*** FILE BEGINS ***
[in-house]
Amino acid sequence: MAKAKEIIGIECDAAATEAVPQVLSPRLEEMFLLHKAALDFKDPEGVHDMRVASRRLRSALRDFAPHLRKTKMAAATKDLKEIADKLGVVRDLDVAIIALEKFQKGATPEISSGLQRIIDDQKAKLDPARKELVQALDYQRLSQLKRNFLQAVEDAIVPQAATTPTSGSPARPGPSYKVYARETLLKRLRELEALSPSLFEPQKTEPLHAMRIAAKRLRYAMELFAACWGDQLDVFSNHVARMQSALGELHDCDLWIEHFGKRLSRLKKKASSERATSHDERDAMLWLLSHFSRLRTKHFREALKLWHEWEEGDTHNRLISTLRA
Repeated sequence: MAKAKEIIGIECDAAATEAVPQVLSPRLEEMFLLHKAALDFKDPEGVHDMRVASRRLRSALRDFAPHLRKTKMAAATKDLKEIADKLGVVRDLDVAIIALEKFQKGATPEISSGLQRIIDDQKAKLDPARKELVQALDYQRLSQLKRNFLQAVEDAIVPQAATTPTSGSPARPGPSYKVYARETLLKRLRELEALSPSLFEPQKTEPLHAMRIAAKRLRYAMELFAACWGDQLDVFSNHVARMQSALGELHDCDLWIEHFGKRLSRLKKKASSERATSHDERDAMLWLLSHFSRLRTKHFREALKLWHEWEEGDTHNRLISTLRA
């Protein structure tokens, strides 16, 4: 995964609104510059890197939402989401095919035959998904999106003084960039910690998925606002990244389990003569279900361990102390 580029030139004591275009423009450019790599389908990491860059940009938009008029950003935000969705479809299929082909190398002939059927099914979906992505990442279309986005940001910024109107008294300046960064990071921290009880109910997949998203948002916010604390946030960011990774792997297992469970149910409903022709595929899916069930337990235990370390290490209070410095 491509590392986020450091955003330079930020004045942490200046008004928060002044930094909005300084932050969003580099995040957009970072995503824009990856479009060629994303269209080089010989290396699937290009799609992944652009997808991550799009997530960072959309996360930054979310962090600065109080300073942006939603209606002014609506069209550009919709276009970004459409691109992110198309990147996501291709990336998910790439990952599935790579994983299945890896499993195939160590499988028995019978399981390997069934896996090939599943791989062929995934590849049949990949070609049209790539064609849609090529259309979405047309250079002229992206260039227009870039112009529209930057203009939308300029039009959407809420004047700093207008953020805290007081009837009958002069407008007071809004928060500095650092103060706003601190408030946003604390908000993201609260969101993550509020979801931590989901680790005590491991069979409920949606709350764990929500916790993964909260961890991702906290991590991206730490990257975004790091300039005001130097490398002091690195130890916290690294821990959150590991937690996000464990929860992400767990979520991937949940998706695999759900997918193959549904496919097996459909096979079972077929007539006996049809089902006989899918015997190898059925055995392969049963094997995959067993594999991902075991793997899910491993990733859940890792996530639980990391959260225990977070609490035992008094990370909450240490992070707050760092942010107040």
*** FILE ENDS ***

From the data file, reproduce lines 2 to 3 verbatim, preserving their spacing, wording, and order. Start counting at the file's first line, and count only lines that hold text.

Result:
Amino acid sequence: MAKAKEIIGIECDAAATEAVPQVLSPRLEEMFLLHKAALDFKDPEGVHDMRVASRRLRSALRDFAPHLRKTKMAAATKDLKEIADKLGVVRDLDVAIIALEKFQKGATPEISSGLQRIIDDQKAKLDPARKELVQALDYQRLSQLKRNFLQAVEDAIVPQAATTPTSGSPARPGPSYKVYARETLLKRLRELEALSPSLFEPQKTEPLHAMRIAAKRLRYAMELFAACWGDQLDVFSNHVARMQSALGELHDCDLWIEHFGKRLSRLKKKASSERATSHDERDAMLWLLSHFSRLRTKHFREALKLWHEWEEGDTHNRLISTLRA
Repeated sequence: MAKAKEIIGIECDAAATEAVPQVLSPRLEEMFLLHKAALDFKDPEGVHDMRVASRRLRSALRDFAPHLRKTKMAAATKDLKEIADKLGVVRDLDVAIIALEKFQKGATPEISSGLQRIIDDQKAKLDPARKELVQALDYQRLSQLKRNFLQAVEDAIVPQAATTPTSGSPARPGPSYKVYARETLLKRLRELEALSPSLFEPQKTEPLHAMRIAAKRLRYAMELFAACWGDQLDVFSNHVARMQSALGELHDCDLWIEHFGKRLSRLKKKASSERATSHDERDAMLWLLSHFSRLRTKHFREALKLWHEWEEGDTHNRLISTLRA